Attitudes for solo horn is a bit different from other pieces for solo horn, primarily because the composer believes that performers are intelligent and creative enough to be asked to contribute to the piece in performance. This piece gives contemporary performers a rare chance to create a unique performance. There is much pressure in the classical domain toward conformity and attempting to do it exactly the same every time, and toward honoring the ideas of everyone else — the great performers and performances, or “the composer’s intentions.”
My feeling is: don’t do it, not in this case, anyway. Let me tell you this composer’s intentions. My intention is that this piece contain opportunities for the expression and imagination of the player. Thus each movement has a window for the player’s creative powers to reign in the form of an improvised cadenza. Don’t run away yet: the process is made easier by examples and by limitations that I set: 1. Use the notes given 2. Play in the style of the piece thus far. Since many players may be trepidatious of this new creative opportunity, I would like to offer some tips to make the improvisations easier. I think that given these suggestions and the examples following, anyone capable of performing the written part of the piece can play the unwritten parts of the piece as well.
Jeffrey Agrell joined the The University of Iowa School of Music faculty as professor of horn in 2000 after a 25-year career as Associate Principal horn in the Lucerne (Switzerland) Symphony. Besides teaching horn, he currently directs the UI Horn Choir, teaches Introduction to Improvisation, and performs with the Iowa Brass Quintet, and the contemporary classical improvising ensembles Duende (horn, cello, piano), and Cerberus (horn, trumpet, tuba).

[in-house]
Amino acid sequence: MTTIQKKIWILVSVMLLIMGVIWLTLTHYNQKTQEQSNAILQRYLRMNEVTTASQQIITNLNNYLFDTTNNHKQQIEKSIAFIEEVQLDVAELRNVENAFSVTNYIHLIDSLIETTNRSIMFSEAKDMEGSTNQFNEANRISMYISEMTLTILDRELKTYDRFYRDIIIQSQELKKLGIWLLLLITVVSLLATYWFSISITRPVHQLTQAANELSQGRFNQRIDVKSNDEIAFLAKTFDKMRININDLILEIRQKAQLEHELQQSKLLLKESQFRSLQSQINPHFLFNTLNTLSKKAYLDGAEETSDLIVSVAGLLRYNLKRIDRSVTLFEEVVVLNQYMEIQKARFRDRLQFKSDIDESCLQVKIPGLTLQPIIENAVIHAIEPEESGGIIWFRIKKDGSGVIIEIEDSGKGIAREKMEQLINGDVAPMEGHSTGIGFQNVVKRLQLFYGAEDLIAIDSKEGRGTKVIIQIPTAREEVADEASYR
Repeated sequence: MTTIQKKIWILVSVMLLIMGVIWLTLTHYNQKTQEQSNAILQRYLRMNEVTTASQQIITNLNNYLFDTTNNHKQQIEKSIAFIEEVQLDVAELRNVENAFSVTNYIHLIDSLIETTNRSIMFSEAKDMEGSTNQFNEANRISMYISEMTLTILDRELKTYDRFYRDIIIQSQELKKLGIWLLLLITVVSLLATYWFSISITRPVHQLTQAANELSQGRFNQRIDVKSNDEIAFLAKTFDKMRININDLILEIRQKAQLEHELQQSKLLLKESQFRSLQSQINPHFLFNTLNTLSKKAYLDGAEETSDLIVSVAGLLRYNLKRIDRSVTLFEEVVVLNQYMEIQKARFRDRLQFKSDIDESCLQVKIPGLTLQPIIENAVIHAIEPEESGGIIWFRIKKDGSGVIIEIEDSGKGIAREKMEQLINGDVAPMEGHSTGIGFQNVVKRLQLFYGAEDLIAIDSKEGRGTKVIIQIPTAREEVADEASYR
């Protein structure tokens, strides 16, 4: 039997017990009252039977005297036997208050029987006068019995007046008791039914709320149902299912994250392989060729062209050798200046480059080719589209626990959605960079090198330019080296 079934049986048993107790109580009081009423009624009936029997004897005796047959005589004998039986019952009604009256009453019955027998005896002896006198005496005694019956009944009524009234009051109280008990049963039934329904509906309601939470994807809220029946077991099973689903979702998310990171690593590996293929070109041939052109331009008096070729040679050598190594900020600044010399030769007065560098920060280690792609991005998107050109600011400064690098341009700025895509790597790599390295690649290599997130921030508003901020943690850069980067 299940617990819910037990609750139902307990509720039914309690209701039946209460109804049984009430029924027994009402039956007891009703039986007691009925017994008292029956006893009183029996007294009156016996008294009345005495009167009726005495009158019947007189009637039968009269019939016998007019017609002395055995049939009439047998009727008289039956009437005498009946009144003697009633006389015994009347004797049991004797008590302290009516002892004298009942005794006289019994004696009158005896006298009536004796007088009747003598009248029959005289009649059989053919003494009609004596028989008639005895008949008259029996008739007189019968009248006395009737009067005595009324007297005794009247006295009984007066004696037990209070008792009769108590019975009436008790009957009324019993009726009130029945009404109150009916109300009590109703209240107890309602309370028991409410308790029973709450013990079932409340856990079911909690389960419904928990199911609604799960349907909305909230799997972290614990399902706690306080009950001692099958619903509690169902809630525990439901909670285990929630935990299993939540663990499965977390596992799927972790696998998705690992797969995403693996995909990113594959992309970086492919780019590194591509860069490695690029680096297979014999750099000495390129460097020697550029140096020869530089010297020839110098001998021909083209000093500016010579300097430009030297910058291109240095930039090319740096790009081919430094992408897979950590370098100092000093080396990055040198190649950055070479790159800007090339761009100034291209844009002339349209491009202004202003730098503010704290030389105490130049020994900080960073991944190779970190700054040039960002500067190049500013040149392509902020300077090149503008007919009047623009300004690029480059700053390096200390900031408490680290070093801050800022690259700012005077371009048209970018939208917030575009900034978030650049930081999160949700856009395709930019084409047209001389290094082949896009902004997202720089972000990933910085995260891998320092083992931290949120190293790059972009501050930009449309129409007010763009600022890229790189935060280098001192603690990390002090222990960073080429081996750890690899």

Since returning to the United States, he has been very active as a guest artist and clinician, performing and giving workshops and presentations at regional, national, and international workshops, festivals, and conferences. Outside of the university, Agrell is on the faculties of the Asian Youth Orchestra (Hong Kong) and the Kendall Betts Horn Camp and is member of the Advisory Council of the International Horn Society. He has performed and recorded with Confluence, the professional New York horn ensemble, and has performed with the New York-based Walter Thompson Soundpainting Orchestra.
Besides performing, Jeffrey Agrell has always been very interested in the creative process as evidenced in his long-time activities as an award-winning writer and composer. He began composing and arranging during his college years. Since about 1990 he has had a steady stream of commissions from professional chamber music ensembles, and has won several composition prizes. Agrell’s works have appeared on CD and have been broadcast on radio and television nationally and internationally. Many of his works have been published and performed at contests and festivals. He is a member of ASCAP and SUISA, the American and Swiss composers’ rights societies.
Most recently he has been very active in bringing new approaches to improvisation to classical musicians, giving a unique semester course in improvisation as well as clinics and workshops. He is also a Soundpainting conductor (Soundpainting is a gestural system of improvisation for groups), having studied with its inventor, Walter Thompson. Jeffrey Agrell’s recent CD is entitled Repercussions, music for horn and piano that features pieces with a unique integration of written material and spontaneous improvisation.